Appellate Advocacy Blog

Editor: Tessa L. Dysart
The University of Arizona
James E. Rogers College of Law

Monday, January 27, 2014

Bock on Restructuring the Federal Circuit

Jeremy W. Bock, Assistant Professor of Law at the University of Memphis, Cecil C. Humphreys School of Law has a new paper up on SSRN, Restructuring the Federal Circuit. The abstract:

The de facto steward of U.S. patent law is the United States Court of
Appeals for the Federal Circuit, which is the exclusive appellate venue for
patent cases. As the perceived importance of the patent system has steadily
increased since the court’s formation in 1982, the Federal Circuit’s
performance has been closely followed by an ever-expanding group of
practitioners, academics, and other interested observers, who have not been
shy about pointing out the court’s deficiencies. Common complaints about
the Federal Circuit’s case law and the quality of its decision-making
include: panel-dependency, formalism, indeterminacy, and the over- or
under-enforcement of certain doctrines. The academic literature offers a
variety of proposals for remedying or compensating for the Federal
Circuit’s perceived shortcomings, such as having specialized patent trial
judges, expanding the number of circuit courts that hear patent appeals,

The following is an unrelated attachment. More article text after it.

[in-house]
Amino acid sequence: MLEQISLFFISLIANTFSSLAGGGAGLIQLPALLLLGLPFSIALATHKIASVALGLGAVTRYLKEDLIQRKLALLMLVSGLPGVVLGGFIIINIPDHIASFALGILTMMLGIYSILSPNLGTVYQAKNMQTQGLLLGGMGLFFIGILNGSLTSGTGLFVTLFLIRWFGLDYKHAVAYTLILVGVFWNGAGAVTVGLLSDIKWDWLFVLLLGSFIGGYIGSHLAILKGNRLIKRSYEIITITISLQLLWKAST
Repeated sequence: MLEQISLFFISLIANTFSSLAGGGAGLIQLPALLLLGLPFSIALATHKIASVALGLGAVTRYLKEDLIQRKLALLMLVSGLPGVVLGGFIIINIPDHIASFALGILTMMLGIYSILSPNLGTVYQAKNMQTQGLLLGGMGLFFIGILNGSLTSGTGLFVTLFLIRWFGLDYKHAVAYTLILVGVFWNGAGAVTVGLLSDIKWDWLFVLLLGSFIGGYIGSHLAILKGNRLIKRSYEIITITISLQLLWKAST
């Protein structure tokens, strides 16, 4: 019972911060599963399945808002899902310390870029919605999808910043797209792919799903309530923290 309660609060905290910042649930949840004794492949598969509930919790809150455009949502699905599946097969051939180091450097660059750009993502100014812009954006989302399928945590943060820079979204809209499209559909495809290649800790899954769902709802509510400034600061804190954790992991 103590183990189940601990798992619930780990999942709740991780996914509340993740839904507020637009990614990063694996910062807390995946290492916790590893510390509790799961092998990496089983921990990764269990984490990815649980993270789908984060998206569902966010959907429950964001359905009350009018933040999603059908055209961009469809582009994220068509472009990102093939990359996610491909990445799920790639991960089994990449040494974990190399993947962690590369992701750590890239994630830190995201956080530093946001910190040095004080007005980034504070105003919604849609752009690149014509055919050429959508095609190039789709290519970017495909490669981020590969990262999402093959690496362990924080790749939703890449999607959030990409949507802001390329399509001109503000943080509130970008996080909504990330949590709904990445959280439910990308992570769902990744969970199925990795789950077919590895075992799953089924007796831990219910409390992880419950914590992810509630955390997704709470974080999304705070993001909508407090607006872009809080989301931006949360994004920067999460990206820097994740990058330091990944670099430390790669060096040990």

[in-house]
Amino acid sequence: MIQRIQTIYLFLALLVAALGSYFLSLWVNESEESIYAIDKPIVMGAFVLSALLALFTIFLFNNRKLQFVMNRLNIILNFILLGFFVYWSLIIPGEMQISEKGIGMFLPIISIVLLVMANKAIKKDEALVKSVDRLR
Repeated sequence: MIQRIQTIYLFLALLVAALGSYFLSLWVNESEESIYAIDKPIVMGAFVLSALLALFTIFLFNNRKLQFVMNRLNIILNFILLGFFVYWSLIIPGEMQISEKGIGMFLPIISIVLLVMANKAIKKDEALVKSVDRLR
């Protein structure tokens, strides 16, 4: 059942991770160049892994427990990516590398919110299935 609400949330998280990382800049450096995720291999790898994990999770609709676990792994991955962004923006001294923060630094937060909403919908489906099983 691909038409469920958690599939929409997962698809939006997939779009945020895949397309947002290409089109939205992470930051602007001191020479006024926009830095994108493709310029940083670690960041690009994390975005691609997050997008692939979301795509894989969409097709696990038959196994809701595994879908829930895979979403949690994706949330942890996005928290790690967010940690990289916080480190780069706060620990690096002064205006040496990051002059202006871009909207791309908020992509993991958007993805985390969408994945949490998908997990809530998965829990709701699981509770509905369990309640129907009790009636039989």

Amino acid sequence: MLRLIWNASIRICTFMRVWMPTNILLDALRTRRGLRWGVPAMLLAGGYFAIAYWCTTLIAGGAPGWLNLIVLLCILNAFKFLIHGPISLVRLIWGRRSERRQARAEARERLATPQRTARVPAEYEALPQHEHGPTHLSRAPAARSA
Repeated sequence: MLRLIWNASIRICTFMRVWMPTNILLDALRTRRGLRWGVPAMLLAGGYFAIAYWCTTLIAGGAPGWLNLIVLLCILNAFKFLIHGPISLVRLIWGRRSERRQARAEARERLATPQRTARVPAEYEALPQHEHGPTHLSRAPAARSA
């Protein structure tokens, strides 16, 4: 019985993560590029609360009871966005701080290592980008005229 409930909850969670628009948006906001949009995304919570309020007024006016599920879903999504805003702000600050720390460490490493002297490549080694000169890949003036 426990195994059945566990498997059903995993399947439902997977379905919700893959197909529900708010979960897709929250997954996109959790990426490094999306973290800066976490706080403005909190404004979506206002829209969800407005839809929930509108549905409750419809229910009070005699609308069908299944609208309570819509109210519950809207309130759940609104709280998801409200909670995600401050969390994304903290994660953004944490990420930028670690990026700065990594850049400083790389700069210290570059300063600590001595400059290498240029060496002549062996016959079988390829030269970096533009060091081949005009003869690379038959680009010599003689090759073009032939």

and modifying the Federal Circuit’s jurisdiction.

Compared to existing proposals, this Article takes a different approach
to analyzing the Federal Circuit’s problems by focusing primarily on the
judges themselves and their adjudicatory environment. Lessons from
cognitive psychology, management science, and the literature on judicial
behavior suggest that many of the complaints about the court are
potentially grounded in, or at least aggravated by, the expertise developed
by the judges and the internal dynamics of the court, which may adversely
affect the Federal Circuit’s ability to reconsider its precedents in a timely
manner. This Article explores how the Federal Circuit, in its current form,
may have difficulty self-correcting, and proposes that a solution may lie in
staffing the Federal Circuit with only district judges who serve staggered
terms of limited duration.

As an appellate court with specialized subject matter jurisdiction and an interesting mandate (create uniformity in the nation's patent law), the Federal Circuit occupies a unique position in our federal judiciary. It is also a rather recent creation, an early 1980s merger of the Court of Customs and Patent Appeals and the appellate division of the Court of Claims.  As such, it is subject to considerable scrutiny and criticism, much of it regarding whether the court is working properly.  Bock's article examines the Federal Circuit's operations through the lens of cognitive psychology and organizational behavior, and he offers an interesting proposal for reform.

https://lawprofessors.typepad.com/appellate_advocacy/2014/01/bock-on-restructuring-the-federal-circuit.html

Appellate Court Reform, Appellate Justice, Federal Appeals Courts | Permalink

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